February, though, is cool and windy, and the air seems moist whether it’s raining or not. February is two weeks instead of two days. Glittering yachts moored near the Chart House. Seagulls rising by the hundreds in the infield when engines are fired. Music and seafood in St. Augustine. Racing slot cars at the condo on a tiny track purchased at the Family Dollar.


In a long career, a journalist is bound to ask the occasional stupid question. Sometimes it’s intentional. Sometimes a good question scares a subject to death or makes him (or her) angry. It’s about eliciting a response.

The worst part of transcribing interview recordings is that it’s boring. The second worst part is that it’s cringe-worthy. Even though we transcribe the answers, we hear the questions. It’s sort of like thinking of something really stupid from youth. Bad questions are plaid sportcoats with a pad on the shoulder in case the need to fire a shotgun arises for some reason.

In the spring of 1993, my first as a full-time NASCAR scribe, I interviewed John Andretti in the lounge of his team’s transporter at Charlotte Motor Speedway. The first racing simulation game I ever played was of the Indianapolis 500, and while apparently primitive by today’s standards, it seemed realistic when released in 1989. The interview was over, and I don’t remember a word of it today, but John and I chatted a while after I turned off the microcassette player, which was then also state of the art.


I have this compulsion to tell old stories. It could be because I’m ready for a new NASCAR season to begin. I’d like to think it isn’t a consequence of age, but it probably is.

Last night I was at a middle-school gym. I was surprised to see the former mayor of a nearby town, first because he was there and second because he was wearing a Brickyard 400 jacket. I never knew he was a NASCAR fan. Turns out he used to live in Darlington.

“That’s where my dad used to take me as a kid,” I said. “It’s hard to grow up going to Darlington and not love Pearson and Cale.”


I’m about to make some glaring generalities. My attention has recently been light. I am vaguely aware that the new season is going to bring with it massive changes, and the next year NASCAR is going to bring even more, and all that research-and-development money is not going to be spent in vain.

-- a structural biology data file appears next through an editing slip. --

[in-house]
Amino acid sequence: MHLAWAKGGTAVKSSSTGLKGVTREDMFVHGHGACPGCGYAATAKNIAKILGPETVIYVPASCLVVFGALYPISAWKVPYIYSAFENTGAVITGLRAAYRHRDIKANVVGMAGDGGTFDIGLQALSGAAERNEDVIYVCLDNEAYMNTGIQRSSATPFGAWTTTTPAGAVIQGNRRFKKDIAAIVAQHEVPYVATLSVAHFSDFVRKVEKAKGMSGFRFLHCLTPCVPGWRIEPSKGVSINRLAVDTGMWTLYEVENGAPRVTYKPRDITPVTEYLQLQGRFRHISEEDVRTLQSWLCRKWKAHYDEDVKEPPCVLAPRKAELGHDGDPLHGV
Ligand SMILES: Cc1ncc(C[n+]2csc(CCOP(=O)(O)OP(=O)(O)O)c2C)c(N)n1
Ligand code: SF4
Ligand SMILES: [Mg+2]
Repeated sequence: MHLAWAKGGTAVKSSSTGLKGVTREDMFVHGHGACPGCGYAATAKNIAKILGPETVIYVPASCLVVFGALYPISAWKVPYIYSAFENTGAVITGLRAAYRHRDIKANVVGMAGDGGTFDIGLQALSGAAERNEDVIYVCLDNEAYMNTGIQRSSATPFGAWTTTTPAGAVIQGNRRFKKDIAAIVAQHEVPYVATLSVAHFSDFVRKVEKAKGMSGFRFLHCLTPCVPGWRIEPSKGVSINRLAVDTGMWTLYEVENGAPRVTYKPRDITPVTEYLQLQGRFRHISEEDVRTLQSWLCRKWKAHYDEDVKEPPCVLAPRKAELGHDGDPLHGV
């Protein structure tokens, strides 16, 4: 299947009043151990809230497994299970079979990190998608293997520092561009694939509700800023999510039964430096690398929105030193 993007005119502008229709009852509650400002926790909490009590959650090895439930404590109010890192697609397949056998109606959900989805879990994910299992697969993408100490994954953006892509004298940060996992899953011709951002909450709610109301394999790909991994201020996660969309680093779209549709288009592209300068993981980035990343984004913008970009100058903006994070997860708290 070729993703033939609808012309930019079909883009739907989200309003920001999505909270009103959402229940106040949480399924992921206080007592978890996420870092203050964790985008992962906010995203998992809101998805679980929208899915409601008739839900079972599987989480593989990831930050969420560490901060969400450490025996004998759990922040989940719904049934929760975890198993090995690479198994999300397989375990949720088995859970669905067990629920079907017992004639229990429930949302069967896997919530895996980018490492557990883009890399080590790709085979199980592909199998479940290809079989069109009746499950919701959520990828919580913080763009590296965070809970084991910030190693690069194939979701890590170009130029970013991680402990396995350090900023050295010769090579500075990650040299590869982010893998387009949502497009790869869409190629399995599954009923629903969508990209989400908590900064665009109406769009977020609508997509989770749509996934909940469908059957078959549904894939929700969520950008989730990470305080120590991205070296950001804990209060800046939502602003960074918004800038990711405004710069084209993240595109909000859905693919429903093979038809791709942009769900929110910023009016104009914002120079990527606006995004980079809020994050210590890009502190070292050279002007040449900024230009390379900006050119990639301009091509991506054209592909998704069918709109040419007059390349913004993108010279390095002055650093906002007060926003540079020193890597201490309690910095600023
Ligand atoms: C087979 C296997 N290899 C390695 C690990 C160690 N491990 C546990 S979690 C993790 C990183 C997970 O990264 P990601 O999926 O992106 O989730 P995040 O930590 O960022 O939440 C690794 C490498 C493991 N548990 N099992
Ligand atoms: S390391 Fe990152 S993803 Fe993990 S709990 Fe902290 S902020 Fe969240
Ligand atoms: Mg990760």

Hell, NASCAR changes massively every year. It reminds of of that alleged Yogi Berra line (Berra himself said half of those things he never said): “That place is so crowded, nobody goes there anymore.” If NASCAR changes anymore, it’ll be back to square one.


Junior Johnson lived a long time. I reckon it was all right for me to ponder his life for a while before I wrote about it.

The death of a great man often amuses me. Once a man is gone, people feel free to enhance their relationship with him. This was true of Dale Earnhardt. Some seem to take the attitude that, well, he’s gone, I might as well get something out of it.

Had Junior not passed away at the age of 88, if I saw him tomorrow, I expect he’d recognize me but not remember my name. I’m sure I got more out of conversations with him than him from me. He seemed to enjoy them, though. When I was around him, he seemed to enjoy most everything.


Eric Estepp creates unique NASCAR content and has been a series follower for over 15 years. He's created an online YouTube show, Out of the Groove, showcasing his opinions on NASCAR's latest issues and news.



I do not live on an island. It feels a little like one, this messy house I occupy. I need to get out, but I’m sick, which apparently happens about once every 56 weeks at this stage of my life. I really shouldn’t put this out because everyone has an opinion, and their diagnoses are scary. I’ve had a flu shot, a month or so back, and I’ve no urge to boogie-woogie. If it’s pneumonia, it’s not the rockin’ kind. What I have causes me to sneeze, wheeze, cough and, while sleeping, toss and turn. I’ve contracted a medley of songs.

By the time you read this, I hope to be well. I’ve no desire to give the crud to loved ones at Christmas.

This present arrived on Monday morning. The descent was such that, on Tuesday morning, I showed my face at a City Council meeting, and on Tuesday night, reached the parking lot only to deem myself unfit to see another one in another town. I took the caution flag, pulled down pit road, the boys raised the hood, and one of them said “no can do, boss.”